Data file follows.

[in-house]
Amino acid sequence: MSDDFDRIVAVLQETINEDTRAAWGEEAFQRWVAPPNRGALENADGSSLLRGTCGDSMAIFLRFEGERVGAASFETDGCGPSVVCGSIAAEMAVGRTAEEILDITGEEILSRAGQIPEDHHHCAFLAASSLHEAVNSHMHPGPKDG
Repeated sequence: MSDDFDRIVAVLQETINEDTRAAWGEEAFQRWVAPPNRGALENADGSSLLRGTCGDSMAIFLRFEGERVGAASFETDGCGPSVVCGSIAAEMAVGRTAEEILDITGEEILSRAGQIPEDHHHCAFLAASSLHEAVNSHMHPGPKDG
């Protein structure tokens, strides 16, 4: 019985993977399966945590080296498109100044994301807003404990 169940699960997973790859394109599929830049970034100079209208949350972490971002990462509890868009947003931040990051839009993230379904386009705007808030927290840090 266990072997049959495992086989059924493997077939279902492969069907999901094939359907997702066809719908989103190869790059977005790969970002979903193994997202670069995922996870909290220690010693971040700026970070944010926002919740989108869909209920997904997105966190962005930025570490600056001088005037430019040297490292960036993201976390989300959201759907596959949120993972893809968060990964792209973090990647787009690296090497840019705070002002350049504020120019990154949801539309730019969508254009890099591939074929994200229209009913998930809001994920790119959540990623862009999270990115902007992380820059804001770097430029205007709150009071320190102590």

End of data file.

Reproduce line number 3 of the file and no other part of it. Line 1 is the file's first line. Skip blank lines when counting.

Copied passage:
Repeated sequence: MSDDFDRIVAVLQETINEDTRAAWGEEAFQRWVAPPNRGALENADGSSLLRGTCGDSMAIFLRFEGERVGAASFETDGCGPSVVCGSIAAEMAVGRTAEEILDITGEEILSRAGQIPEDHHHCAFLAASSLHEAVNSHMHPGPKDG